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New garden


My partner and I bought our first house in July 2016 and we are both really interested in making the most of the garden. We were surprised to discover on inspection that we had an additional 3 metres (approx) additional to the existing garden. But it also came with a 3 ft drop from the exisitng garden.

I'm not sure what to do with it but have a few option

1. Fill in with hardcore and level off to make a bigger lawned garden

2. Develop a sunken area with seating and fire pit

3. Create a large pond 

4. Ask the audience 

Your help would be much appreciated 



  • DovefromaboveDovefromabove Posts: 86,015

    The area at the far end of the path? I'd plant it with shrubs, ferns and native perennials to make a 'wilderness' with a wildlife pond ... Have  a seat, even an

    'arbour' where you can sit and watch the birds and other wildlife that will

    be attracted to an area like that. 

    Thats what I've done with what was a scrubby area under trees. image

    Gardening in Central Norfolk on improved gritty moraine over chalk ... free-draining.

  • PosyPosy Posts: 3,601

    I don't want to be boringly practical, but I believe you should think long term. Is it actually a functioning drainage ditch which will prevent flooding? If you envisage having children, a three foot drop or deep pond would be a bad choice because you would then need to fence it off . With no children, your options are many. If you enjoy the idea of surprises in gardens, steps down to a secret seating area sounds rather good. You could fill in part and make part a pond. If you level it, that area could be a hidden 'working area' with shrubs to conceal a shed and a compost heap. It could be a special border for things you want to make a  feature. Don't rush - have a think about the garden as a whole and don't do anything irreversible until you are more certain of what you want. How exciting!

  • DovefromaboveDovefromabove Posts: 86,015

    Good point Posy ... If children might be part of the plan, a bog garden will attract wildlife, but without the risks to little explorers. image

    Last edited: 28 January 2017 07:42:58

    Gardening in Central Norfolk on improved gritty moraine over chalk ... free-draining.

  • Unless you are planning to get rid of the trees, the lawn will not really be a viable option, as it will be hard to keep it looking good with the shade and competition from them, and all fallen leaves would need to be cleared. With shrubs and woodland perennials life would be easier, as they would be adapted to the conditions, if well chosen, and the leaves could be left to form leaf mould as in a real woodland.

  • hogweedhogweed Posts: 4,053

    You will need to have a barrier of some sort between the lawn and the sunken area. A seating area as you suggested would be a good idea. I can see a pergola of rustic poles at the end of the lawn planted with fragrant climbing roses/ramblers and honeysuckle; a rustic bench and table surrounded by woodland plants, some big wooden toadstools, maybe a small wildlife pond.........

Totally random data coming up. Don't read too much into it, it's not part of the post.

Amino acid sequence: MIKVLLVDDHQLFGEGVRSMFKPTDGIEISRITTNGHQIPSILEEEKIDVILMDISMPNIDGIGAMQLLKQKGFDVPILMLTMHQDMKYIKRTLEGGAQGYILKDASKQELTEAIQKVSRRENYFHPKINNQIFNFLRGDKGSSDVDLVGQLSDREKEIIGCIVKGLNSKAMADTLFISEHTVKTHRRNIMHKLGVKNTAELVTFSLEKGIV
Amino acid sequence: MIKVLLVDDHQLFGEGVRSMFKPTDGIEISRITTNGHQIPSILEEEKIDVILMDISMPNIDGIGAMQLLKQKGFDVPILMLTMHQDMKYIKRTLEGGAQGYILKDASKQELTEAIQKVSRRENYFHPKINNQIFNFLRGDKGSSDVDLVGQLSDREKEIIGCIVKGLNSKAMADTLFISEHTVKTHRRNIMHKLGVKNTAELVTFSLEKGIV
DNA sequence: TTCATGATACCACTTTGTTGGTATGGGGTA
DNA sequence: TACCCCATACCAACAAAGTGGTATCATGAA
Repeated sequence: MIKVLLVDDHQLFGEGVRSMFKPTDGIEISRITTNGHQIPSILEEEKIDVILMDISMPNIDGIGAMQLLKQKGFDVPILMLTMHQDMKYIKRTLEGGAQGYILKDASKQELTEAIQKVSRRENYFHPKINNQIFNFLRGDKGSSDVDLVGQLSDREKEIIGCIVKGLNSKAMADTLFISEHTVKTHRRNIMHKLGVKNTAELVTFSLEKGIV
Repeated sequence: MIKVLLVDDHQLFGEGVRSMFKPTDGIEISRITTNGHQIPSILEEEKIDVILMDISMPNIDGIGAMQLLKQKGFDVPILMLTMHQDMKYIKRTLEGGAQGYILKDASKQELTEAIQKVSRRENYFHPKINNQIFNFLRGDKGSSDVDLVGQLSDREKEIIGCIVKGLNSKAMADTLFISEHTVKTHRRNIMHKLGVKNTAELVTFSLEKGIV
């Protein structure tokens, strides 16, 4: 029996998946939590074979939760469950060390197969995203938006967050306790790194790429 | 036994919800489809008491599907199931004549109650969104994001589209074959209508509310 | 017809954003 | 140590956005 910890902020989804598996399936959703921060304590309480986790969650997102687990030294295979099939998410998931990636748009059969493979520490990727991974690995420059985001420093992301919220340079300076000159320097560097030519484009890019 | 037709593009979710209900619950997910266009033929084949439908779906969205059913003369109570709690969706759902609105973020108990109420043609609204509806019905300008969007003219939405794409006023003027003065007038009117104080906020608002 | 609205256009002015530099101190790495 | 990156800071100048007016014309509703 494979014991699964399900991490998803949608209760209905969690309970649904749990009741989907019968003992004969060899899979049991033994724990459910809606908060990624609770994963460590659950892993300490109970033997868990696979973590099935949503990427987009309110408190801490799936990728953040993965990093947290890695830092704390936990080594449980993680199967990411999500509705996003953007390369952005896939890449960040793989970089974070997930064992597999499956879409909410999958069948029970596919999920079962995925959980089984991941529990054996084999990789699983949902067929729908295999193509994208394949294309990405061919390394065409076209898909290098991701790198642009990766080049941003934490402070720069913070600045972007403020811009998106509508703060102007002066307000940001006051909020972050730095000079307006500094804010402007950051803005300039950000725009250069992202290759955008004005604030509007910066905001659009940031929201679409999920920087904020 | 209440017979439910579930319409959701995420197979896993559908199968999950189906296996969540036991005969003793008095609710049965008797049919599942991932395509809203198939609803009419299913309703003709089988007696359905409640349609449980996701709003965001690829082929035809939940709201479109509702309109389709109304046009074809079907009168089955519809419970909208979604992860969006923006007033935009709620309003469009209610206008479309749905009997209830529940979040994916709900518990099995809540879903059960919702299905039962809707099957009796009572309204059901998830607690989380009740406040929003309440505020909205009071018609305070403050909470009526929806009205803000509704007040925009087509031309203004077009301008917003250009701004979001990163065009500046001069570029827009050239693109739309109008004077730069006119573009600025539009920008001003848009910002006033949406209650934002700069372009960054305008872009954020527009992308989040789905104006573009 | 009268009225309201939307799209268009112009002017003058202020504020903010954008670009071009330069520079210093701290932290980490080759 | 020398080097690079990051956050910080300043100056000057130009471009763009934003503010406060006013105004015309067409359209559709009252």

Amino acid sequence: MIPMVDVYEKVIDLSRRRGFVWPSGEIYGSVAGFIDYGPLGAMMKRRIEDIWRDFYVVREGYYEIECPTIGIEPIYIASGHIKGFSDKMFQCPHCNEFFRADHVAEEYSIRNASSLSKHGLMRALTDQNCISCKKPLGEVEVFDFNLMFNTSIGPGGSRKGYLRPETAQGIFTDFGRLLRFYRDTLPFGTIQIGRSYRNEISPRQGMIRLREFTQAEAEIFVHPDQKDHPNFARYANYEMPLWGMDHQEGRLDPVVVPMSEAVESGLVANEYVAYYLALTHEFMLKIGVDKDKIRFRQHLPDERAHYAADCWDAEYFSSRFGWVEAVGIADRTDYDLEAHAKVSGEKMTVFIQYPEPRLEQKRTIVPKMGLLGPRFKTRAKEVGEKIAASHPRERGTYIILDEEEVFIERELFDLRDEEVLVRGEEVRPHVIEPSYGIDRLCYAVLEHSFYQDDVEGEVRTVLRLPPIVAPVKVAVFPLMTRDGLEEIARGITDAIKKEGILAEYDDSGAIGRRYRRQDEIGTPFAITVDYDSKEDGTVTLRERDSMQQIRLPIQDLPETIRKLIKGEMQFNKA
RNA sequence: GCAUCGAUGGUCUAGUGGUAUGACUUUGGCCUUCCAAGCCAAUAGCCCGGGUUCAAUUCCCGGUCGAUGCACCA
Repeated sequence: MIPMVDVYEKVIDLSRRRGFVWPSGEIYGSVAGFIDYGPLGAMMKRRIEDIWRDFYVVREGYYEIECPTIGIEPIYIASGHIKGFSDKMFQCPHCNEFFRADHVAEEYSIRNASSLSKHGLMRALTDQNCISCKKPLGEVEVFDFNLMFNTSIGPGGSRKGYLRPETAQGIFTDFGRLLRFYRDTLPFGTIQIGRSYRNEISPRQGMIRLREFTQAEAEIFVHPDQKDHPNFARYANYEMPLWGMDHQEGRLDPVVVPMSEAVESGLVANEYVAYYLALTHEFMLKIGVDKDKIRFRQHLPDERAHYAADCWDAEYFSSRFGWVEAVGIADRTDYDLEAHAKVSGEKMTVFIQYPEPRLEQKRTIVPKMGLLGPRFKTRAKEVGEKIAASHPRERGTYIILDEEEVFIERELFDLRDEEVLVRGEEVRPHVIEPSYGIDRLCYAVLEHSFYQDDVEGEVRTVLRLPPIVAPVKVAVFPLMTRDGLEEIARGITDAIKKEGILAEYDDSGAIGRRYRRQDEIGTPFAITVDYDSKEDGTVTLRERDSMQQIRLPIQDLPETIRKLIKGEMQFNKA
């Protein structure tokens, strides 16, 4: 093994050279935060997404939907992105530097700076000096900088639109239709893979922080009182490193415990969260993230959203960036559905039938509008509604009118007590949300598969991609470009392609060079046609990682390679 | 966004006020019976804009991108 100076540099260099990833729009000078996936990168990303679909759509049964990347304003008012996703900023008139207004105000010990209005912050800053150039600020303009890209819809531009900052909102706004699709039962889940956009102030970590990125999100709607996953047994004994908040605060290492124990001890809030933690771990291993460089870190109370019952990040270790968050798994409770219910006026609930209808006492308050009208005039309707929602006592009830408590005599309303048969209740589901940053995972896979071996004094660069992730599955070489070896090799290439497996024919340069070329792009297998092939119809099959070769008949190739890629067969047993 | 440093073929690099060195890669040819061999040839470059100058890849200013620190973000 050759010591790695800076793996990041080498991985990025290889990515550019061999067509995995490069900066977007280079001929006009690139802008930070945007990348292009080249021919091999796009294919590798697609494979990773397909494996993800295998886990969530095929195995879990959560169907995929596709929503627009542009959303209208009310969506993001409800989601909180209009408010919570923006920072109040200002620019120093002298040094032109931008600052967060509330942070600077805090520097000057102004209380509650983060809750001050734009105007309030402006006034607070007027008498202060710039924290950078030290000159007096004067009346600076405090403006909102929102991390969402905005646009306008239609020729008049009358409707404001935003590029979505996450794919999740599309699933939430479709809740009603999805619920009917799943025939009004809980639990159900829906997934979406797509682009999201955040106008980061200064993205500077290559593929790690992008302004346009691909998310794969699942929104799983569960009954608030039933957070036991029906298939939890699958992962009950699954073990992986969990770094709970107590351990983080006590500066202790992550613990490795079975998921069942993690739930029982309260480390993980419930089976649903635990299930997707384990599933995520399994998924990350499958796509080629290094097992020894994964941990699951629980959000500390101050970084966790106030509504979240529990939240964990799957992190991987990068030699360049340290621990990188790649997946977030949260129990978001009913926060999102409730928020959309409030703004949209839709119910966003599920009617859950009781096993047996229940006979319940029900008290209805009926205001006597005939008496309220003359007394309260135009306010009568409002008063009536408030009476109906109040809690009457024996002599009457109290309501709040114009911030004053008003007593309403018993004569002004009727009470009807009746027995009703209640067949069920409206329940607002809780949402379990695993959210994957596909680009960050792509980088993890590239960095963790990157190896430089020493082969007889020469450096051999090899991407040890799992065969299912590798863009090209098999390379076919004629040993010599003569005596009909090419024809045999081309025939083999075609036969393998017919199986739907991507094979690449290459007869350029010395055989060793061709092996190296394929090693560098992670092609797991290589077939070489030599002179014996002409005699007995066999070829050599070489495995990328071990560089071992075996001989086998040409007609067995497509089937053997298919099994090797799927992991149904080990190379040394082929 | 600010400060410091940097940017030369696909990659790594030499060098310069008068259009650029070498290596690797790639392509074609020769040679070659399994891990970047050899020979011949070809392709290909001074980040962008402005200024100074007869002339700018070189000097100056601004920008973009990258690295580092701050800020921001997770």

or you could get some hens! But that is another whole subject!

    'Optimism is the faith that leads to achievement' - Helen Keller
  • All I can add to this is buy a shredder! You have a load of branches and stuff in the last picture to make a load of woodchip from! Woodchip always comes in handy. If you can't shred it, burn it image

  • AuntyRachAuntyRach Posts: 5,099

    There are some fab ideas and advice for you already. Which way does the garden face? The remaining trees at the back will be a great wildlife haven. It may be an idea to ask adjoining neighbours if you can have a look at your garden from 'their side' so you have an idea of what will be adjacent and if they plan to keep any large trees etc which would shade/enhance/affect yours. 

    My garden and I live in South Wales. 
  • Looks like a really exciting place for children to dig mud pies watch wildlife make dens tree houses etc leaving the other part for the grown ups to enjoy. 

    I have a tree corner with huge chestnut trees and apart from sprung bulbs nothing much grows I did have hens but it soon turned into a muddy swamp 

    Good luck it's very exciting your first garden

  • Thank you for your suggestions.

    Currently don't have any children and am considering starting with a blank canvas. One of my ideas is to promote my garden to builders for them do drop off their hardcore, supported by sleepers around the end of the garden to level off the garden and add in a raised pond.

    if you think that is a mistake then please let me know 

  • ObelixxObelixx Posts: 29,627

    I wouldn't do that.  You won't know what you're getting that could be noxious and too much will make it impossible to grow anything anyway.  

    The first thing to do is to get all the crud cleared out so you can see exactly what you have and then you can see if it lends itself to being a sunken seating area or even just a place where you park compost bins out of sight.  I don't think a lawn will work in the shade of those trees and a pond will just fill up with dead leaves every autumn and then become too full of nutrients to be a good wildlife or fish pond.

    If you clear the space you can then measure and sketch the plot, noting which way is north and which bits of you garden gets the most sun and most shade.   I would be more concerned about making a sunny seating area and making some curved or triangular beds to break up the side boundaries and make the garden more interesting.   That would give you time to ponder and research the kinds of things you could do with that end bit whether hard landscaping or a woodland glade.

    Vendée - 20kms from Atlantic coast.
    "We don't stop playing because we grow old; we grow old because we stop playing." - George Bernard Shaw
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